Thursday, March 31, 2016

Bikeshare safer than riding personal bikes

Anyone who’s ever ridden a bikeshare bike can tell you: they are hardy, aluminum tanks on two wheels. But does that translate to an inherently safer experience on the street, especially when many casual riders are likely unfamiliar with a city’s bike infrastructure? A recent study from the Mineta Transportation Institute determined that yes, bikeshare systems in major metropolitan areas have low rates of collisions, and are in fact safer than riding a personal bike. The report, “Bikesharing and Bicycle Safety,” examined at data from three active bikeshare systems: Capital Bikeshare in Washington, D.C., Nice Ride in Minneapolis/ St. Paul, and Bay Area Bike Share in the San Francisco Bay Area. Researchers also met with focus groups of bikeshare riders and non-members in San Francisco and San Jose to determine riders’ habits and perceptions, sought insight from road-safety experts, and analyzed crash data from the various operators and state transportation agencies in the three metropolitan areas. Read more here
.

Saturday, March 26, 2016

Salt Lake city street removes parking, adds bike lanes and sales go up

Protected bike lanes require space on the street, and removing curbside auto parking is one of several ways to find it. But whenever cities propose parking removal, retailers understandably worry. A growing body of evidence suggests that if bike lanes and parking removal are part of a general plan to slow traffic, everybody can win. In an in-house study of its new protected bike lane, Salt Lake City found that when parking removal was done as part of a wide-ranging investment in the streetscape — including street planters, better crosswalks, public art and colored pavement — it converted parking spaces to high-quality bike lanes and boosted business at the same time. On 300 South, a street that's also known as Broadway, SLC converted six blocks of diagonal parking to parallel parking and also shifted parallel parking away from the curb on three blocks to create nine blocks of curb-and-parking-protected bike lanes on its historic downtown business corridor.It added up to a major road diet on part of the street (from five general travel lanes to three) and much less auto parking on another part (a 30 percent cut total). Read more here.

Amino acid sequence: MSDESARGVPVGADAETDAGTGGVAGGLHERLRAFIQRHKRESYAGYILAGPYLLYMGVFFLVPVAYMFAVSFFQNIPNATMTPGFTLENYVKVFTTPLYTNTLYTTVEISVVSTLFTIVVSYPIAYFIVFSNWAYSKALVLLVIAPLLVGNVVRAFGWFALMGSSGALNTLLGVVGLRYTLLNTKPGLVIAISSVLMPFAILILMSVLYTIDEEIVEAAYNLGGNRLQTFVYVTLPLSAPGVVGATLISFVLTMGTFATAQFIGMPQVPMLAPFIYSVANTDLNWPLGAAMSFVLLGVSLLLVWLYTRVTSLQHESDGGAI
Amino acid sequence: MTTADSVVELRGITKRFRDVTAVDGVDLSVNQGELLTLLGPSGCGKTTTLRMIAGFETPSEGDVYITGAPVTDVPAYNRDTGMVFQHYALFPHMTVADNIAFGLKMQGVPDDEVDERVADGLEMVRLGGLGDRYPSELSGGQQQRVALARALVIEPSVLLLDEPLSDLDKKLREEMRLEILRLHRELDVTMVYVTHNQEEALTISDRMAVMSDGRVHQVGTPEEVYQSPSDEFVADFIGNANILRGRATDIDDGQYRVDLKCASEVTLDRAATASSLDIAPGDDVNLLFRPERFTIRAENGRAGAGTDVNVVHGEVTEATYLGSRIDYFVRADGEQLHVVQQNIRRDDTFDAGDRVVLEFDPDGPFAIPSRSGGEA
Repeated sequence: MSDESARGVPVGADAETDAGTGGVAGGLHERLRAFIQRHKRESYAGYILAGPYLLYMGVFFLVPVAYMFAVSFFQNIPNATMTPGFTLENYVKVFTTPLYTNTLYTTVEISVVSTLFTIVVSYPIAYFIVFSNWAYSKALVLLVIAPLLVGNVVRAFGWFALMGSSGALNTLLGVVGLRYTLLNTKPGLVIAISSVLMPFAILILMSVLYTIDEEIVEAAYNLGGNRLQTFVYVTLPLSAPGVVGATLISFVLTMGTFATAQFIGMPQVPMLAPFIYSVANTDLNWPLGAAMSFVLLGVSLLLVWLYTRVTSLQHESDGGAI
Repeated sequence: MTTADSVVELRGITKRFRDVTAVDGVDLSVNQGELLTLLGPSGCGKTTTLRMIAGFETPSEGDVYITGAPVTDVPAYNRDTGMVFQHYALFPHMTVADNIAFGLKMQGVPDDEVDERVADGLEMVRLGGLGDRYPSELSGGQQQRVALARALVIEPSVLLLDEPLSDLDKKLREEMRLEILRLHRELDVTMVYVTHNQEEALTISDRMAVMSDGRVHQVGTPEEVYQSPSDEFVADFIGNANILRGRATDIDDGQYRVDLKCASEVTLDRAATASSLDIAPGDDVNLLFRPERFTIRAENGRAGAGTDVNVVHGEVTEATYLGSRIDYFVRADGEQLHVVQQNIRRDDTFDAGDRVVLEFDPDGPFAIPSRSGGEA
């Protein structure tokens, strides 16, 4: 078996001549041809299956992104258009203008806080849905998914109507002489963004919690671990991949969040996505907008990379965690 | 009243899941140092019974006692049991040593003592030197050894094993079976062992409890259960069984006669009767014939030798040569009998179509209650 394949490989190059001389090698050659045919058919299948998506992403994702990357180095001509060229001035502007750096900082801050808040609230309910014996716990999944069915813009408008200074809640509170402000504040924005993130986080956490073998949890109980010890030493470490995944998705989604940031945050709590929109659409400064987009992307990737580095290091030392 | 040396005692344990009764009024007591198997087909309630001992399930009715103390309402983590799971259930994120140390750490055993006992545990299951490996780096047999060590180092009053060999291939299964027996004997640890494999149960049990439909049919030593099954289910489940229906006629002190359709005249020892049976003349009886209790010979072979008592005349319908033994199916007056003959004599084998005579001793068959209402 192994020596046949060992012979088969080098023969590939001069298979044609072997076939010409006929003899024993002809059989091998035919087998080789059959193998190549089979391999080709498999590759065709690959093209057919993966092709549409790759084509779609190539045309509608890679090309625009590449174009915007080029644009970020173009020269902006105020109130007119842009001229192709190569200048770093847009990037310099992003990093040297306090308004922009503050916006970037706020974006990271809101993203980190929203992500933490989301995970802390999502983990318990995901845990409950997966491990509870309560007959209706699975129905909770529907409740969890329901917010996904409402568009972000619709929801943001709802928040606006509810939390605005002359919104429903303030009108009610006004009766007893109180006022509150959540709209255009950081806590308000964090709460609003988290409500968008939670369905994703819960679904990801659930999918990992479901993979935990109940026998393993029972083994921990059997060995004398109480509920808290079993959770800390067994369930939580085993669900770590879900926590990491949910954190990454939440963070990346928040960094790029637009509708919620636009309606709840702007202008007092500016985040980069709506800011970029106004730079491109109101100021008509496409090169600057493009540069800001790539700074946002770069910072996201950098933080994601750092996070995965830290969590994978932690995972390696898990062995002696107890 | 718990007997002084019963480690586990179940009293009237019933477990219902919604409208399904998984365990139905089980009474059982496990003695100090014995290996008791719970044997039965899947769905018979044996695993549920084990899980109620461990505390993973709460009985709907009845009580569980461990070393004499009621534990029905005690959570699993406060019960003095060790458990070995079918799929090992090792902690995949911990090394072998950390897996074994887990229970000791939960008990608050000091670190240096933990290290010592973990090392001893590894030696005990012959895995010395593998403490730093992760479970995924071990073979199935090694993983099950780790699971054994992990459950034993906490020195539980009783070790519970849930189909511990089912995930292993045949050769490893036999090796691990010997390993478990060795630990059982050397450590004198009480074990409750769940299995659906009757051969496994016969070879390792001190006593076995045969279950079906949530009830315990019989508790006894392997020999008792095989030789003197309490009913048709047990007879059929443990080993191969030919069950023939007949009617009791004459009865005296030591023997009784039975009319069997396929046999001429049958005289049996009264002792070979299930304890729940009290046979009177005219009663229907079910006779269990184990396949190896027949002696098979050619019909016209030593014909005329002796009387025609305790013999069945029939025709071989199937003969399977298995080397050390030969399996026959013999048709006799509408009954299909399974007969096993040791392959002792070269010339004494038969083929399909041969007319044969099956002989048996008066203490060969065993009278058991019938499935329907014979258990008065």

Thursday, March 24, 2016

Bike Share System organisation in UK

Bikeplus is a new representative body for the UK’s bike share schemes. Sixteen towns and cities have bike share schemes, with at least another four in development. Over 10 million trips were made by shared bikes in the UK in 2015. Bikeplus roles can be summarised into three key functions: Collect data to provide evidence of for the benefits of bike share schemes. Collecting and sharing information on: statistics on bike shares status in UK, good practice for setting up successful schemes, developments overseas, Development of pioneering projects to ensure the social and environmental benefits are maximised and evenly spread. A selection of fact sheets and research from the European Cyclists’ Federation, the Obis Project, the University of West England, and Institute for Transportation and Development Policy (US). Contributions to this resource archive are welcome, please email info@bikeplus.org.uk European Cyclists’ Federation fact sheet. Go to their webpage.

Monday, February 8, 2016

London could soon have more cyclists than motoristen on its streets

Londoners are aking to bicycles in record numbers. The number of commuters taking to bicycle in the city have tripled since 2000, while commuting by car has been cut in half. Since the turn of the century, London has seen the number of commuters traveling by bike triple from 12,000 daily commuters to 36,000. Jason Sayer of The Architect’s Newspaper reports that despite the growth, London still lags behind other European cities, including Madrid and Oslo, which have moved to limit automobile access to their city centers. However, as ridership grows better infrastructure is being built to meet demands for safety and access. Britain now boasts over two million weekly cyclists—an all-time high, according to British Cycling, a governing body in the UK. Sales of U.K. manufactured bikes subsequently grew 69 percent in 2014 and the effect of this is most evidently seen in the capital. “You can probably trace it back to the bombing attacks in London in 2005,” points out Simon Mottram, founder of cycling clothing firm Rapha, in a BBC report. “Not to forget the government’s Cycle To Work scheme [introduced back in 1999 and which allows people to buy a bike tax-free]. Read more here.